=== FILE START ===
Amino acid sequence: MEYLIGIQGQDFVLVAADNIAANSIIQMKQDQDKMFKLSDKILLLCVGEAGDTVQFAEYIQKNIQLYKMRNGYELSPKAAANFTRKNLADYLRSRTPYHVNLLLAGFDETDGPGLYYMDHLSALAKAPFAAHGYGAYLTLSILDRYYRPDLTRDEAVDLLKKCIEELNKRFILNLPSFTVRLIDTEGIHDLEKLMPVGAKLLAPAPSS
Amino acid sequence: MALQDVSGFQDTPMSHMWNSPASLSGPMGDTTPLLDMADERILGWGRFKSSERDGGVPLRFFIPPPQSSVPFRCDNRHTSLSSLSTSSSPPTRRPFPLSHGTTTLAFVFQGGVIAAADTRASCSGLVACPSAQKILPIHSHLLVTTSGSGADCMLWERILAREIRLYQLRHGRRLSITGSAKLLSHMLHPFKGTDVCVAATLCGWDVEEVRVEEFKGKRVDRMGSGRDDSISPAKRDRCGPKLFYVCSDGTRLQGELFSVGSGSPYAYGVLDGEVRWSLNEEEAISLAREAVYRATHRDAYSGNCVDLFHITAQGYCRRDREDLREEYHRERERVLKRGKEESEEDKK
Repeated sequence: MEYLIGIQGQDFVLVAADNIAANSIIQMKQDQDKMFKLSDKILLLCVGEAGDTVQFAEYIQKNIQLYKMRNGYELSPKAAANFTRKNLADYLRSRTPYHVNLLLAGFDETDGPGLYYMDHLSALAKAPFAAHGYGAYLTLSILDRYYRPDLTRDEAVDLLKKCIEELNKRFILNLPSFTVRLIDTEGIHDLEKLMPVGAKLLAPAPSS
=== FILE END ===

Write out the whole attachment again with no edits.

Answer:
Amino acid sequence: MEYLIGIQGQDFVLVAADNIAANSIIQMKQDQDKMFKLSDKILLLCVGEAGDTVQFAEYIQKNIQLYKMRNGYELSPKAAANFTRKNLADYLRSRTPYHVNLLLAGFDETDGPGLYYMDHLSALAKAPFAAHGYGAYLTLSILDRYYRPDLTRDEAVDLLKKCIEELNKRFILNLPSFTVRLIDTEGIHDLEKLMPVGAKLLAPAPSS
Amino acid sequence: MALQDVSGFQDTPMSHMWNSPASLSGPMGDTTPLLDMADERILGWGRFKSSERDGGVPLRFFIPPPQSSVPFRCDNRHTSLSSLSTSSSPPTRRPFPLSHGTTTLAFVFQGGVIAAADTRASCSGLVACPSAQKILPIHSHLLVTTSGSGADCMLWERILAREIRLYQLRHGRRLSITGSAKLLSHMLHPFKGTDVCVAATLCGWDVEEVRVEEFKGKRVDRMGSGRDDSISPAKRDRCGPKLFYVCSDGTRLQGELFSVGSGSPYAYGVLDGEVRWSLNEEEAISLAREAVYRATHRDAYSGNCVDLFHITAQGYCRRDREDLREEYHRERERVLKRGKEESEEDKK
Repeated sequence: MEYLIGIQGQDFVLVAADNIAANSIIQMKQDQDKMFKLSDKILLLCVGEAGDTVQFAEYIQKNIQLYKMRNGYELSPKAAANFTRKNLADYLRSRTPYHVNLLLAGFDETDGPGLYYMDHLSALAKAPFAAHGYGAYLTLSILDRYYRPDLTRDEAVDLLKKCIEELNKRFILNLPSFTVRLIDTEGIHDLEKLMPVGAKLLAPAPSS